Now, to apply. We can talk about the nitty-gritty of writing and get into all sorts of technical jargon and what-all-there-is-to-grammar until we’re blue in the mouth but that doesn’t get us anywhere in terms of practicality. You really don’t want to try and tell a horror story as a satire in purple prose: it just doesn’t work. You won’t get the effect you want if you don’t match up the style with your theme. Here is where knowing the bones of a story can help. Below is a representation of the Classic Hero Cycle as described by Joseph Campbell (a wizard of epic proportions).
I bet that if you sat down and watched all of the two-part episodes of MLP:FIM with this chart in front of you, especially with the ending of Season 3, that you would be able to find most of these steps in one form or another. If you look deeper at the other episodes, you’ll see these steps in miniature all over the place. What I’m trying to get at is all stories can fit into this mold, at least, all of the really good ones. I’m not saying that you have to do everything in the cycle to have a successful story. Think of it this way; there are all sorts of cakes out there in the world and they all have different flavors and textures and things we like, and dislike, but they all follow a basic recipe. The Classic Hero Cycle is a basic recipe for a story. Just like how most cakes have eggs and flour in them, most stories have a protagonist that has to complete some task. The only time you will see all the steps of the cycle is in an epic fantasy. Epic because of length and scope. It takes a lot of infrastructure to support a complete Hero’s Journey, and that takes time to set up and execute properly. Sometimes it’s not what you have that makes your story stand out, it’s what you choose to leave out. Standing out can be good, and it can be bad. Before we get into that, let’s look at how the Cycle works.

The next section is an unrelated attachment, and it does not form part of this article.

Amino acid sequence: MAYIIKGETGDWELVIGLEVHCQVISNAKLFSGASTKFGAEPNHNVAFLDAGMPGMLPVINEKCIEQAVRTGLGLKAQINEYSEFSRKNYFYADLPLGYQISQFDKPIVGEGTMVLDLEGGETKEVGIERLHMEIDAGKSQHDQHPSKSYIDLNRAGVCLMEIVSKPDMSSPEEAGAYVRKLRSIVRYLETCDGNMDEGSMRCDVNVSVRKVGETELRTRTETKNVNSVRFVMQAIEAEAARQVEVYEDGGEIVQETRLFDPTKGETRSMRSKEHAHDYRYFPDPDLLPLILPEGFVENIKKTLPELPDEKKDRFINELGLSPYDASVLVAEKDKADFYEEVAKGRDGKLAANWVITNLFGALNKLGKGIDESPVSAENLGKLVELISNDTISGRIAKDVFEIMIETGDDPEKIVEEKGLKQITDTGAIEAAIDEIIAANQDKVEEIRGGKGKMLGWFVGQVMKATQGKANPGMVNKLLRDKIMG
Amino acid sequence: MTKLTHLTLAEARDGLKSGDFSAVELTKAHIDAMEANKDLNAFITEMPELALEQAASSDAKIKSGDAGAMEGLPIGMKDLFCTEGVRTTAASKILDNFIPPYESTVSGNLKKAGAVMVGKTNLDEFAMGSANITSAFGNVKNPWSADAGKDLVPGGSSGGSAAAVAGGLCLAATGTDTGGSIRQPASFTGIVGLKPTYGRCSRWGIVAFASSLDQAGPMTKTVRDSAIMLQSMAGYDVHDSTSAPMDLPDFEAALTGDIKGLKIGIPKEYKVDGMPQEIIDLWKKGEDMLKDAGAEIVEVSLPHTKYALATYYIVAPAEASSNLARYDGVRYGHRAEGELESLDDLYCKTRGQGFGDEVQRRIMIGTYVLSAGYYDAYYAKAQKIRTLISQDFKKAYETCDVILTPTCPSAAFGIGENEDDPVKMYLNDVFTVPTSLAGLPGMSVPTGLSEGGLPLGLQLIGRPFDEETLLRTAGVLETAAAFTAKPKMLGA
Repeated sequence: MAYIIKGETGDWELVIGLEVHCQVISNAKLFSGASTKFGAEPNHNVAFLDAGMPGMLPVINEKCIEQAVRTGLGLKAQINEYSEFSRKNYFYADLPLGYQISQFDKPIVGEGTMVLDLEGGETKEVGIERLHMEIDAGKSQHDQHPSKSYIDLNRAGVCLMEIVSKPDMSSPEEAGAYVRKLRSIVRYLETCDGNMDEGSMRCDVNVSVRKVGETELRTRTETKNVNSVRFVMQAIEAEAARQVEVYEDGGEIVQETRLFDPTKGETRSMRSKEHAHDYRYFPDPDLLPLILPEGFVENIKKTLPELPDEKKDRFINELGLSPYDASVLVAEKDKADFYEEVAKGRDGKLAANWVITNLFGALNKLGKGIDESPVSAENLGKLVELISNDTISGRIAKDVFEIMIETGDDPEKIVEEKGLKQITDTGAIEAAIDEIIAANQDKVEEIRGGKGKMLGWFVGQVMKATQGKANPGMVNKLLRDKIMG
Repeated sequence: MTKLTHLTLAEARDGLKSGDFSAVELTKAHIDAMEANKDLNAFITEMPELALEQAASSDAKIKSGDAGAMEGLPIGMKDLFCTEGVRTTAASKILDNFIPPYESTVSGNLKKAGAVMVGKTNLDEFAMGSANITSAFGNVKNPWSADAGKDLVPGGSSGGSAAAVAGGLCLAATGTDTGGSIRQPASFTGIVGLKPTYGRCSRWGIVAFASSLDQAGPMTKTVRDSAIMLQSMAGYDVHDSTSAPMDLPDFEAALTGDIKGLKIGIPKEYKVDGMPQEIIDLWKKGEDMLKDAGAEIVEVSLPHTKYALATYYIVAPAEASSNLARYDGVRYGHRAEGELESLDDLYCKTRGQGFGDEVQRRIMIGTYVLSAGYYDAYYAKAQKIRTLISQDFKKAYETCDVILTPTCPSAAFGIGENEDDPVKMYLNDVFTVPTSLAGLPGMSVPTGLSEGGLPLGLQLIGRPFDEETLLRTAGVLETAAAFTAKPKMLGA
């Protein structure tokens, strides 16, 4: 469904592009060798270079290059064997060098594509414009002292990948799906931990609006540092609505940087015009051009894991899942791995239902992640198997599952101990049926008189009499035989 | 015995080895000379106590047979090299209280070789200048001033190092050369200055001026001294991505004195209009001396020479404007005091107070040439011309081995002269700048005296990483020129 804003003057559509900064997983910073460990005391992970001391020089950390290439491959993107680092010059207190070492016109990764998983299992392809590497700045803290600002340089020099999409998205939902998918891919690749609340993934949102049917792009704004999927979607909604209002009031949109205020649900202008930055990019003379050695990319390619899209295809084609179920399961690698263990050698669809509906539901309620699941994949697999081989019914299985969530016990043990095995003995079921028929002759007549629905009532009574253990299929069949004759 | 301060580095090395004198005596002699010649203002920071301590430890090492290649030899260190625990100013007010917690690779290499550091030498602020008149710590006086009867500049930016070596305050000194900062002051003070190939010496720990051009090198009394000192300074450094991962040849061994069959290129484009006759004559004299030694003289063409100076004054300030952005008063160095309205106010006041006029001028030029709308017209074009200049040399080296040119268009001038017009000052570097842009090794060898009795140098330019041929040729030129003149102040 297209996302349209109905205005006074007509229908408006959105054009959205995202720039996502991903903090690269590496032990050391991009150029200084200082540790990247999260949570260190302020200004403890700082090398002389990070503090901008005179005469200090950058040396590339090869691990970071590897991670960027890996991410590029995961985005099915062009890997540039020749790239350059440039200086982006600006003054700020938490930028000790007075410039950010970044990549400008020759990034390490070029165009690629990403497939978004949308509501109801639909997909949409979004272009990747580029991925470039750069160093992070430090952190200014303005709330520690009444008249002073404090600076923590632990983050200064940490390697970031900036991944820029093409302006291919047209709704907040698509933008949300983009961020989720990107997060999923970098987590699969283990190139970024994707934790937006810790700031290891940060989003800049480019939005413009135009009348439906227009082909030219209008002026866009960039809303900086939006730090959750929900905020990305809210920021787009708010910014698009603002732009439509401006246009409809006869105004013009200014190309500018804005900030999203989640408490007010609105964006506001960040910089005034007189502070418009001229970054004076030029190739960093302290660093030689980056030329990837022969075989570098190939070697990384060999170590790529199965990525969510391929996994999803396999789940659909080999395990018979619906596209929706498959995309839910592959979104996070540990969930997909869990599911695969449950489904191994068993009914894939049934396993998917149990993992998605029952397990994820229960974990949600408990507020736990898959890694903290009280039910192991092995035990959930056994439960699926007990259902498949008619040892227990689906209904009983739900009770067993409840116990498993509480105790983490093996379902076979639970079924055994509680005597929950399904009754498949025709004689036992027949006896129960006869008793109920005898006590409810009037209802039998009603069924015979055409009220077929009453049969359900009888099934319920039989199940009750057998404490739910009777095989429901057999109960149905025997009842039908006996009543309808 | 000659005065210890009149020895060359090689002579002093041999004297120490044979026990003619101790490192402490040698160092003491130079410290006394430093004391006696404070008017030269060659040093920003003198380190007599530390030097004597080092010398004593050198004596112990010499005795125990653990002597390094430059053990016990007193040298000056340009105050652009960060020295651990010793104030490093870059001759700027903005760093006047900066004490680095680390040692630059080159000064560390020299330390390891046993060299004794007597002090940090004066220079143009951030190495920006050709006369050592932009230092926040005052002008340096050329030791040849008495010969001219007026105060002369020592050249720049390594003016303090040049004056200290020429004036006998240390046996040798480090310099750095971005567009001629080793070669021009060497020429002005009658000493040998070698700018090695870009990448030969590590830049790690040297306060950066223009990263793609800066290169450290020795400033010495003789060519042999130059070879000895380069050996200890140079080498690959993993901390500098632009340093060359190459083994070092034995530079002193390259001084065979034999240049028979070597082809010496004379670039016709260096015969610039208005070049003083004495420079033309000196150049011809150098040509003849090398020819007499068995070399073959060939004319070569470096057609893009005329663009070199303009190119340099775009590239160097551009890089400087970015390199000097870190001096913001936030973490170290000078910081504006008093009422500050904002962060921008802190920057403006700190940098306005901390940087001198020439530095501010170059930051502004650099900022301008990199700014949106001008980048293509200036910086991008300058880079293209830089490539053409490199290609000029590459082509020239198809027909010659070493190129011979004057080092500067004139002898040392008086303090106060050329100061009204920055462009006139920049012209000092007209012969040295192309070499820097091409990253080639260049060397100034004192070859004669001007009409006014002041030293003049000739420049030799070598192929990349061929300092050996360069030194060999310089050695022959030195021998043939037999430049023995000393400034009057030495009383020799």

First of all, look at it. What is that curious shape? Why yes, it is a circle. What is something we know about circles? Well besides being curved around a central point in 360 degrees, circles are infinite. If you start at any point on the circle, and follow it all the way around, you will end up where you started. Circles are also made up of an infinite number points, so we can think of the steps in the Cycle to be those points. The beauty of the Cycle is that you can start anywhere on it, and as long as you go counter-clockwise in this representation, and go all the way to the end, you will have a complete story. The level of detail you go into is dependent on how many parts of the Cycle you want to include. More points make for a longer, more complex story. Fewer milestones simplify and shorten stories. Going back to cake, or muffins, let’s go with muffins; more oils in the muffin mix gives you yummy, moist, delectable muffins. Less oils gives you crumbly, tasty, but drier muffins. Depending on the texture you prefer or that you want to accomplish, you can vary the recipe accordingly. There are so many possible combinations and subtle variations on a theme that it would take a lifetime just to put them all on paper. This is only a basic guide for giving a general idea of what direction to choose when telling a story, so I won’t be going into detail. You will have to experiment with your ideas and try some things on your own. Only you know what you want to do. Experimenting also means reading. Reading a lot. For some of us, that might mean stepping out of our comfort zone and trying something new.